Being a notoriously discriminated group, many lesbian, gay, bisexual, trans, intersex and queer entrepreneurs face big obstacles when they try to raise capital to grow their businesses. Dreilinden, a Hamburg-based foundation dedicated to advancing societal acceptance of gender and sexual diversity, has published an insightful blog series about their impact investment strategy in the Global South and East.
When they approached iGravity in 2018, Dreilinden already had a broad understanding of the societal factors and the political landscapes that limit the growth of LGBTQI+ enterprises. “We’ve translated their deep knowledge about structural discrimination into an investment lens, that allows Dreilinden to finance mission-aligned entrepreneurs”, says Anne Katrine Buch Vedstesen, Impact Analyst at iGravity.
Illustrative example of relating barriers and challenges to potential investment areas.
But how can you build an investment framework based on things as different as effective non-discrimination workplace practices and lack of appropriate health services for a group that is so widely dispersed as the LGBTIQ+ communities in emerging economies?
“Departing from a Theory of Change, we identified components that indicate, whether an entrepreneur or enterprise in emerging economies address the root causes of the structural issues“, replies Anne Katrine. “To do this, we need to understand not only the social, political, and economic context of a company, but also the systemic barriers that hinder investments from flowing into otherwise growth-ready companies. This requires both general knowledge about Start-up and SME financing in the target regions and a deep understanding of the particular barriers experienced by LGBTQI+ entrepreneurs.”
Overview of investment lens
Identify investable deals
Guided by an investment lens, iGravity can help mission-driven impact investors build a pipeline of potential investment opportunities in their target geographies and sectors. Thereby, potential investors can gain an early understanding of the characteristics, investability and investment-readiness of the target enterprises. “Finding investment-ready companies that address certain Sustainable Development Goals can be tricky. Guided by the investment lens, we usually start from scratch with an online search for companies through relevant networks, associations and industry bodies. However, the amount and quality of the information available online will differ highly. In rural parts of developing countries, for example, many companies will not have a webpage. You need to tap into local networks and go on the ground to find them”, says Lucas, Head Advisory & Partnerships at iGravity.
For pipeline building, iGravity typically identifies 40 to 100 social enterprises per investment lens and geography to create a long-list of illustrative opportunities.These companies are screened and prioritised based on a proprietary framework with pre-defined criteria, such as fit with the impact objective, potential for scale and maturity stage. For the short-list, iGravity typically selects the 20 to 30 most promising companies and analyses them from a financial and an impact perspective in the due diligence process.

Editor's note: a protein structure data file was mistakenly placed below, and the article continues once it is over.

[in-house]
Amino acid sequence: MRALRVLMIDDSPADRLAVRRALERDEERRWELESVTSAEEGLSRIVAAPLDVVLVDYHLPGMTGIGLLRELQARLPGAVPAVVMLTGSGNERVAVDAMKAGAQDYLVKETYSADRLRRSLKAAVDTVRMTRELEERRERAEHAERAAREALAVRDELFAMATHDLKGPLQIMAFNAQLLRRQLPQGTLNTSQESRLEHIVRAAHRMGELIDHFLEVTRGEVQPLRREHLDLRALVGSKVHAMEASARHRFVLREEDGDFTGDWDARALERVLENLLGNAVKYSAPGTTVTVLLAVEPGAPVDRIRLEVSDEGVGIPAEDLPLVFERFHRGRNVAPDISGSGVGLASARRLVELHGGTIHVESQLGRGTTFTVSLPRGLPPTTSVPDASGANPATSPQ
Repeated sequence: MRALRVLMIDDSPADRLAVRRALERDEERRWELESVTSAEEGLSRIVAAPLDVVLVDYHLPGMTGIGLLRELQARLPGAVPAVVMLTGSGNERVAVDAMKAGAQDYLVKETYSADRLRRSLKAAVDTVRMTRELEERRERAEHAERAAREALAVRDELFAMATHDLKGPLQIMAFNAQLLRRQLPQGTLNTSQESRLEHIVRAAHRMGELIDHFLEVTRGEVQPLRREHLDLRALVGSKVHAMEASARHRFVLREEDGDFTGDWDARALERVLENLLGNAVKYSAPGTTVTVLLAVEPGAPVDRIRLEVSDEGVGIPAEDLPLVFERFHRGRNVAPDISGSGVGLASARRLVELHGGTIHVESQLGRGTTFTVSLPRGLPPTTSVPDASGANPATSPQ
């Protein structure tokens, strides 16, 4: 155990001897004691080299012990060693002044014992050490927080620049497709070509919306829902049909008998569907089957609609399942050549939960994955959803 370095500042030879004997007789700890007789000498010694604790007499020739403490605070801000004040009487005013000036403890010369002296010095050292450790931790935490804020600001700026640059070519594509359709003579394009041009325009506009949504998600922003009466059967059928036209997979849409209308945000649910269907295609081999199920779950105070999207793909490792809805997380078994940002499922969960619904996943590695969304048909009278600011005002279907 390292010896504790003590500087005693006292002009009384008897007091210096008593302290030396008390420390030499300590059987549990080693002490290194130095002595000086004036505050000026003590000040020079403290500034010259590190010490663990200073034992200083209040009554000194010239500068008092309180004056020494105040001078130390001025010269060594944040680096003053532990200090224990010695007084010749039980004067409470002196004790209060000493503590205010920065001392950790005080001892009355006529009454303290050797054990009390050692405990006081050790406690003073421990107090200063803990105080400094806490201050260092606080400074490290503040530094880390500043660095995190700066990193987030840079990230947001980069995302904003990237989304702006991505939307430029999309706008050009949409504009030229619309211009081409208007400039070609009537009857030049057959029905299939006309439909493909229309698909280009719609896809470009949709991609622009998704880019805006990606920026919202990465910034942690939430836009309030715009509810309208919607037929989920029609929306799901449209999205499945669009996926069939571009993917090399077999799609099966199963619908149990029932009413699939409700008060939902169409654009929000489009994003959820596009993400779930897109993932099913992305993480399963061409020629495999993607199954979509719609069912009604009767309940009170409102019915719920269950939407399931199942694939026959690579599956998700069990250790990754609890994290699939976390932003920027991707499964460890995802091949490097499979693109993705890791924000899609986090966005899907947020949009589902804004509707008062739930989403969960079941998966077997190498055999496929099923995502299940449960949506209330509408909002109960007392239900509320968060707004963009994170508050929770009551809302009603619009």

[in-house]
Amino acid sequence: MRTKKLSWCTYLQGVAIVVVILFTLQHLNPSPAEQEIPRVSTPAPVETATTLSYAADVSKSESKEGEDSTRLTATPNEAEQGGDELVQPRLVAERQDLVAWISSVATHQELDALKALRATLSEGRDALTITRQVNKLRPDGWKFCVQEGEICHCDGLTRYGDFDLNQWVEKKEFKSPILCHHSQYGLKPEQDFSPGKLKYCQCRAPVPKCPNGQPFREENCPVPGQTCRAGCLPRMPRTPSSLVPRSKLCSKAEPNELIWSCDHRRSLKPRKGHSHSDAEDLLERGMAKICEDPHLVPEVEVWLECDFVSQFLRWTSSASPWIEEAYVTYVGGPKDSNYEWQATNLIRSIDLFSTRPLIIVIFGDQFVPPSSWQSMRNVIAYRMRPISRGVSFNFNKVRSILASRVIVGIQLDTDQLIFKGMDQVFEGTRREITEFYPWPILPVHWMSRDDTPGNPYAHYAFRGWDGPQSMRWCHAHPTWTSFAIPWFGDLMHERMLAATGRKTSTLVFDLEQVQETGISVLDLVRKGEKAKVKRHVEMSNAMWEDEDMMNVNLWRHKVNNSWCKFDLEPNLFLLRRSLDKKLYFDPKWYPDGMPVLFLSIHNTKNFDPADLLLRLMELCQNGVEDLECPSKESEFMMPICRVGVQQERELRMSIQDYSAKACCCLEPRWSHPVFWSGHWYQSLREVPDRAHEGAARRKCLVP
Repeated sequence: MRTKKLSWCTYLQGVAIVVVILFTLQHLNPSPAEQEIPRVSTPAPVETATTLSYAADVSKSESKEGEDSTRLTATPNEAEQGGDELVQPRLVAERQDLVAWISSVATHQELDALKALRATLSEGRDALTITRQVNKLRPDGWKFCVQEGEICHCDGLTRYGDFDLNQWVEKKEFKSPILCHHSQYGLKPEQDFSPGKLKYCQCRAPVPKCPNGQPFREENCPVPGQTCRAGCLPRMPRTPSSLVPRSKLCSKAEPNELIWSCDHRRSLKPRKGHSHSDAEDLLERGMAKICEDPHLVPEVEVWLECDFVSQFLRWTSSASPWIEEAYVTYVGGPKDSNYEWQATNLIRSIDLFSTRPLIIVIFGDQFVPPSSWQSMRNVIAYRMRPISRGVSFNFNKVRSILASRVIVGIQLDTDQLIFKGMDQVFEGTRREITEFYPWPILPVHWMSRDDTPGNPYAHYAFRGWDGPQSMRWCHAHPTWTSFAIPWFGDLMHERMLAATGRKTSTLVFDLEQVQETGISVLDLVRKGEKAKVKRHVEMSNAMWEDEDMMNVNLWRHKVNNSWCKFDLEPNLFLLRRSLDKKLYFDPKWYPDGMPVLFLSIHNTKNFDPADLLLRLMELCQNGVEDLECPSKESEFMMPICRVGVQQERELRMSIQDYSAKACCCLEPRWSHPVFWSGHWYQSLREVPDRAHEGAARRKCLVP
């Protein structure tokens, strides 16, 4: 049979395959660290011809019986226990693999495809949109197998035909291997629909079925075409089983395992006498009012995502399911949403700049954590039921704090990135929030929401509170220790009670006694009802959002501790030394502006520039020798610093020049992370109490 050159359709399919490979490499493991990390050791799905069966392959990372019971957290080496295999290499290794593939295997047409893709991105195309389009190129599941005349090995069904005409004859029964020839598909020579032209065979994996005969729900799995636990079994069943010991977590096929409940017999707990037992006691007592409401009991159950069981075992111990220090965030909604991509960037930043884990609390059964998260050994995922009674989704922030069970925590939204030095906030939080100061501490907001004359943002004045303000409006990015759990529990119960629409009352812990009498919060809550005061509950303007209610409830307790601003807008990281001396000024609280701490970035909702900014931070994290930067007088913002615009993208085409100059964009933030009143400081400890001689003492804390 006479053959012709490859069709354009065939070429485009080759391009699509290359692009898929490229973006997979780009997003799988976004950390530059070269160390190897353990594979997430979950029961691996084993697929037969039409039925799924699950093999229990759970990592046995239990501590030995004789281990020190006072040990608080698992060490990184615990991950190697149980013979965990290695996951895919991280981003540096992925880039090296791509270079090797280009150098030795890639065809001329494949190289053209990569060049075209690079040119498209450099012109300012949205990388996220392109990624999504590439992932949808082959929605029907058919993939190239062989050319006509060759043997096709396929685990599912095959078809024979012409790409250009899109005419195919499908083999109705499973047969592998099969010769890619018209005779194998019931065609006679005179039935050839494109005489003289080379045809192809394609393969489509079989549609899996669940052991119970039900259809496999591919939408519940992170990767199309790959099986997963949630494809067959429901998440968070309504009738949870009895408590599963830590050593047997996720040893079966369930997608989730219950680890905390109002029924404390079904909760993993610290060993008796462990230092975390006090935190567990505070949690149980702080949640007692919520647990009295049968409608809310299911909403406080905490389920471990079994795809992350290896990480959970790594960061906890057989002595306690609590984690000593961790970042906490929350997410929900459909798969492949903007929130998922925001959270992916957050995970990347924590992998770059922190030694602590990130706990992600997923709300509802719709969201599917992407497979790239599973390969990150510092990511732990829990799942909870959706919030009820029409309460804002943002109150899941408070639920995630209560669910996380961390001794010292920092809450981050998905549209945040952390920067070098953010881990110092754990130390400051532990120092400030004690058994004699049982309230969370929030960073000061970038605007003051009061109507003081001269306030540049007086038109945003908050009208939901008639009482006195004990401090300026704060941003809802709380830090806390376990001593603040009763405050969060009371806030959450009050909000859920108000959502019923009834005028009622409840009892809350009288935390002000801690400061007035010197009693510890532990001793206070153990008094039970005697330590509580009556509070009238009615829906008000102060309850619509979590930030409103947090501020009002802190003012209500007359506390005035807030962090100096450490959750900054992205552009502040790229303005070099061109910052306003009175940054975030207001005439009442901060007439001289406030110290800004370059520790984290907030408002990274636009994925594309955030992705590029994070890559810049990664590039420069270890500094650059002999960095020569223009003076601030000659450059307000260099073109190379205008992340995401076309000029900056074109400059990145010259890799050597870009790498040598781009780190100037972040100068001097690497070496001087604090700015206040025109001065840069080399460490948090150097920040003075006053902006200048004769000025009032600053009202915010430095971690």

“Using our survey-tool, we systematically gather information about the companies, including their financial and non-financial needs, which help us identify the appropriate investment vehicles and technical assistance to meet the needs of the final deal-book consisting of 5-10 companies”, explains Lucas. From there, it typically takes between three to six months per company to finalise the due diligence, investment agreement and impact management plan. Using this procedure, iGravity delivered three deal-books with five investment-ready companies to Dreilinden, listing LGBTQI+ firms in South Africa, Slovakia and Poland.
Designing investment lenses for any mission
“The Dreilinden project is a good example of how foundations can align their investment strategies to their values. Using the same methodology, we can design a specific investment lens for almost any mission: providing nutritious food to school children, improving agricultural practises for smallholder farmers, bringing healthcare services to underserved rural populations – you name it”, says Anne Katrine.
Something that often comes up in the process of building a themed investment lens for a foundation, is the balance between grant giving and impact investments. “Investments and grants complement each other. Some root causes of poverty and inequality are better addressed through grants, others are more effectively and efficiently tackled through investments.”
If you would like to know more about mission-driven impact investment lenses, you may contact Anne Katrine Buch Vedstesen, Impact Analyst at iGravity. (email@example.com).